Siamese Fighting Fish
By Molly Kalafut
History & Biology
Bettas are from South East Asia, primarily Thailand, Malay Peninsula and Cambodia. They live in the shallow rice paddies. There are at least 46 known species, and they have been bred in the United States for at least 140 years.
They have an organ in their forehead called the "labyrinth" that is used to breathe oxygen from the air. It is located halfway between gills and lungs. They are small tropical freshwater fish (known as anabantoid) that range in length between 2.5" to 3". Female has a small white dot (ovipositor) just past the gills on the underside. Males have larger, flashier fins.
Their lifespan is typically 2-3 years in captivity, but they may grow as old as seven. At least one betta reportedly lived to the age of 9.
These fish should not be placed in direct sunlight or heat-generating appliances. They need a tank size of at least one quart (one liter) of water. Bettas are territorial - the more water they have, the more stressed they are about protecting it. They need a temperature of between 70-84 degrees without major fluctuations (+/- 2 degrees per 24 hours). For water, use common sense and change the water when it looks dirty. The new water should sit for at least 24 hours to be the same temperature as the old water. The most desirable pH level is between 6.8 and 7.4.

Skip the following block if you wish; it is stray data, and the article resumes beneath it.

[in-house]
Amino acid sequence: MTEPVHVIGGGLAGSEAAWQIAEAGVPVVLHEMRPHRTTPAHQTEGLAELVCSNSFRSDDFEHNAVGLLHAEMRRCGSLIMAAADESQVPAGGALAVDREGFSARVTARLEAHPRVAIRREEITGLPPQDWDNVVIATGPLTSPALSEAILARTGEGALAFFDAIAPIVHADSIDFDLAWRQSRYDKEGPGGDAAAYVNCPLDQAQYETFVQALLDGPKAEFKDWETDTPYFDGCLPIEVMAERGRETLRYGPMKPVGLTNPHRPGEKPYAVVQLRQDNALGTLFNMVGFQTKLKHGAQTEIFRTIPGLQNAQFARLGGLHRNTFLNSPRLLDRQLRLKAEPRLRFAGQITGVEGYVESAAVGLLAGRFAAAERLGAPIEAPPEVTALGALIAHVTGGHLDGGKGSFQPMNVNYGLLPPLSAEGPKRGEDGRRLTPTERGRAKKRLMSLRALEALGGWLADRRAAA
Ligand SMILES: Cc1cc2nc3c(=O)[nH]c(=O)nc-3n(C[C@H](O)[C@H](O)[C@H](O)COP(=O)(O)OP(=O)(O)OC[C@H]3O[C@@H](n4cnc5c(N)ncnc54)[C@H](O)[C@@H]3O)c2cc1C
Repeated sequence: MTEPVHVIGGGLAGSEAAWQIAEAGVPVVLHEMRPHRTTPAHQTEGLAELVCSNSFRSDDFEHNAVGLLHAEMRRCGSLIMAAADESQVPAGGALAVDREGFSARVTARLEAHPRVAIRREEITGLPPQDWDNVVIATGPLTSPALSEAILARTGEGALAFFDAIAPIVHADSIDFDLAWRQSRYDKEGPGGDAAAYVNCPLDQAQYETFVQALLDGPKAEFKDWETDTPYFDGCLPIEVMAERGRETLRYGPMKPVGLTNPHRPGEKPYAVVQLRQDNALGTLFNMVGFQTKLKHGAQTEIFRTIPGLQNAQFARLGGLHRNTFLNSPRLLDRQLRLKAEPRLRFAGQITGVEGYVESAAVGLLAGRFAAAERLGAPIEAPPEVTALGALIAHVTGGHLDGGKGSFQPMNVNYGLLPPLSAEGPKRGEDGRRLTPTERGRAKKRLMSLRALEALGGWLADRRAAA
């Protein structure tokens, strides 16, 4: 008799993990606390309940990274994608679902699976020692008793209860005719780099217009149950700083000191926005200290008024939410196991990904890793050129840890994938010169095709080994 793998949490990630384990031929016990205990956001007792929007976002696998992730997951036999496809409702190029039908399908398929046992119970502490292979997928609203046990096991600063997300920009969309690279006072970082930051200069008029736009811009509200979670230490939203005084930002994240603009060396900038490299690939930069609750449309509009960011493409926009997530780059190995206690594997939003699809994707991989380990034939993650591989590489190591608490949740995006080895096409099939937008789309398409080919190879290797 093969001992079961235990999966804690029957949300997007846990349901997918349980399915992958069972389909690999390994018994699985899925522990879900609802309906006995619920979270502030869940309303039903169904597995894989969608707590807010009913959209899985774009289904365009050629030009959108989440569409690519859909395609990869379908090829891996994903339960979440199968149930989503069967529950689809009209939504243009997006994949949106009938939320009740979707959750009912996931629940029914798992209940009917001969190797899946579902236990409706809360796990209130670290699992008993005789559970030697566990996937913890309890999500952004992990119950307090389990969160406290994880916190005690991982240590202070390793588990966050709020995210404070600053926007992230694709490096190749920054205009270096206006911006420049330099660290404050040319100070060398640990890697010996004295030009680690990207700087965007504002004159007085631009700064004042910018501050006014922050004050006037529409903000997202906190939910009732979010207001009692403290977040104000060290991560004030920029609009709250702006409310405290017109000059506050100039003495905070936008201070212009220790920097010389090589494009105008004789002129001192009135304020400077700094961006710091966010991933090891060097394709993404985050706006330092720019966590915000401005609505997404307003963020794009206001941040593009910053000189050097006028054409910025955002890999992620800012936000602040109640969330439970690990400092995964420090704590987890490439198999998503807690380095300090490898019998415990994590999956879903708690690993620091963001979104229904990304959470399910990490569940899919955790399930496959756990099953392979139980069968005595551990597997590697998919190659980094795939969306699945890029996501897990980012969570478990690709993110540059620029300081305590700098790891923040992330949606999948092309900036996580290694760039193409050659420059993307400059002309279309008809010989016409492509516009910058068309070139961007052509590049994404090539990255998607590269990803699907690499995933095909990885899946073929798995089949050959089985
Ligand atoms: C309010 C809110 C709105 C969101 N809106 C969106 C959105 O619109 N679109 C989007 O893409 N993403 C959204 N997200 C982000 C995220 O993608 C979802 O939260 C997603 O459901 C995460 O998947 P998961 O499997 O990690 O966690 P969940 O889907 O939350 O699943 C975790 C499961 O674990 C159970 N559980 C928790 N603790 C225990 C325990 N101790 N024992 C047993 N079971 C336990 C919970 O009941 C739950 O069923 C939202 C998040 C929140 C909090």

The best food to feed includes brine shrimp (frozen or fresh), blood worms (freeze-dried), krill, tropical fish flake food and turbifex worms. Bloodworms are 50% protein and primarily fed to young fish or occasionally as treats. Feed as much as they can eat in three minutes, once or twice per day. Bettas occasionally spit out food they don't like or aren't used to yet. They often need a few days to get used to new foods.
Males produce bubble nests, usually under floating plants and often the corners of tanks. After a female drops eggs, the male picks them up and puts them in the nest. They typically only make bubble nests when they feel safe and protected, so seeing a bubble nest is usually a good sign that their conditions are working for them.
For compatibility with other types of fish, bettas are picky about companions and generally irritated by other fish. It is recommended that other fish in the tank be tropical, not aggressive, and around the same size as the betta. They're typically not compatible with gouramis (the two are related), or fish with large fins like angelfish or guppies.
Fighting is often a concern, particularly considering their name is "fighting fish". Males are most prone to fighting each other. Male and female bettas can be kept together as long as there is more than one female. Many online accounts of bettas claim the males fight to the death, but from my personal experience and many book accounts more fights end when one swims away or backs off. Perhaps they do fight to the death - but I've never seen it. An interesting note about fights is that they take 'air breaks'. A betta will not attack another while they are breathing.
Copyright 2005, 2006, 2007, 2008 and beyond! By Molly Kalafut